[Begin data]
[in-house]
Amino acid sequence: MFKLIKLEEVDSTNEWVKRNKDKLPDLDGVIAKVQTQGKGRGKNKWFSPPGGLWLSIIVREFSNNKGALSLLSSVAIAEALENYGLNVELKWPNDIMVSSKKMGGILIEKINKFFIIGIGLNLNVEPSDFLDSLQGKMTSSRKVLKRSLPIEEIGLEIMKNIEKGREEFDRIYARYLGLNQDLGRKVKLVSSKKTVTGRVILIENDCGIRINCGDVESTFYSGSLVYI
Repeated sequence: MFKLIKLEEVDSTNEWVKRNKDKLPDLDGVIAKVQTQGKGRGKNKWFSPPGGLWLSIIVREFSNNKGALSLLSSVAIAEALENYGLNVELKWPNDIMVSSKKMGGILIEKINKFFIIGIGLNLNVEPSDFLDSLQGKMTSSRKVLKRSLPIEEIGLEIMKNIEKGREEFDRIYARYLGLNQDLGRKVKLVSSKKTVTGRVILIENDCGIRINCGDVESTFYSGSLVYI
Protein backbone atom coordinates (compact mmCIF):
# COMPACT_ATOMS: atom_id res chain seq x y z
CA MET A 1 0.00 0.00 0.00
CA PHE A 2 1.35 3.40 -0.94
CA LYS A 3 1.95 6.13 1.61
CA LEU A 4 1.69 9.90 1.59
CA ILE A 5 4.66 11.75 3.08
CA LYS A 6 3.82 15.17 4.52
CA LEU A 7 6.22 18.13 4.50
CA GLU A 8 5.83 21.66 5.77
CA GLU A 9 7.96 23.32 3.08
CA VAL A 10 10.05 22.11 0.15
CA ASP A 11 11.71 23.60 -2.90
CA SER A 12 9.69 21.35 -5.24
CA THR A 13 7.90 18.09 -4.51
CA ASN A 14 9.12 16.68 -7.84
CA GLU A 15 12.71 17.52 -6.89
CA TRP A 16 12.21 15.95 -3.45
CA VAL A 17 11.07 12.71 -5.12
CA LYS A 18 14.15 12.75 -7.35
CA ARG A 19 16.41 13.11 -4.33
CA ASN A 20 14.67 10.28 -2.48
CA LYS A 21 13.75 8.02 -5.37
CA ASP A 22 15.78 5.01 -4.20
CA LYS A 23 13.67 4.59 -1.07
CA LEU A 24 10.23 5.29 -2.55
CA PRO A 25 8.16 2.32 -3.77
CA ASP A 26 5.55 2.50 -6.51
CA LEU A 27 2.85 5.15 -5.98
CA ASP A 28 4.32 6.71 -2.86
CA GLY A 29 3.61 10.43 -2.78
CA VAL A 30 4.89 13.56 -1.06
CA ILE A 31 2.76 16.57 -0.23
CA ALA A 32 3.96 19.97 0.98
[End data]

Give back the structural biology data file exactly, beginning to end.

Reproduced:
[in-house]
Amino acid sequence: MFKLIKLEEVDSTNEWVKRNKDKLPDLDGVIAKVQTQGKGRGKNKWFSPPGGLWLSIIVREFSNNKGALSLLSSVAIAEALENYGLNVELKWPNDIMVSSKKMGGILIEKINKFFIIGIGLNLNVEPSDFLDSLQGKMTSSRKVLKRSLPIEEIGLEIMKNIEKGREEFDRIYARYLGLNQDLGRKVKLVSSKKTVTGRVILIENDCGIRINCGDVESTFYSGSLVYI
Repeated sequence: MFKLIKLEEVDSTNEWVKRNKDKLPDLDGVIAKVQTQGKGRGKNKWFSPPGGLWLSIIVREFSNNKGALSLLSSVAIAEALENYGLNVELKWPNDIMVSSKKMGGILIEKINKFFIIGIGLNLNVEPSDFLDSLQGKMTSSRKVLKRSLPIEEIGLEIMKNIEKGREEFDRIYARYLGLNQDLGRKVKLVSSKKTVTGRVILIENDCGIRINCGDVESTFYSGSLVYI
Protein backbone atom coordinates (compact mmCIF):
# COMPACT_ATOMS: atom_id res chain seq x y z
CA MET A 1 0.00 0.00 0.00
CA PHE A 2 1.35 3.40 -0.94
CA LYS A 3 1.95 6.13 1.61
CA LEU A 4 1.69 9.90 1.59
CA ILE A 5 4.66 11.75 3.08
CA LYS A 6 3.82 15.17 4.52
CA LEU A 7 6.22 18.13 4.50
CA GLU A 8 5.83 21.66 5.77
CA GLU A 9 7.96 23.32 3.08
CA VAL A 10 10.05 22.11 0.15
CA ASP A 11 11.71 23.60 -2.90
CA SER A 12 9.69 21.35 -5.24
CA THR A 13 7.90 18.09 -4.51
CA ASN A 14 9.12 16.68 -7.84
CA GLU A 15 12.71 17.52 -6.89
CA TRP A 16 12.21 15.95 -3.45
CA VAL A 17 11.07 12.71 -5.12
CA LYS A 18 14.15 12.75 -7.35
CA ARG A 19 16.41 13.11 -4.33
CA ASN A 20 14.67 10.28 -2.48
CA LYS A 21 13.75 8.02 -5.37
CA ASP A 22 15.78 5.01 -4.20
CA LYS A 23 13.67 4.59 -1.07
CA LEU A 24 10.23 5.29 -2.55
CA PRO A 25 8.16 2.32 -3.77
CA ASP A 26 5.55 2.50 -6.51
CA LEU A 27 2.85 5.15 -5.98
CA ASP A 28 4.32 6.71 -2.86
CA GLY A 29 3.61 10.43 -2.78
CA VAL A 30 4.89 13.56 -1.06
CA ILE A 31 2.76 16.57 -0.23
CA ALA A 32 3.96 19.97 0.98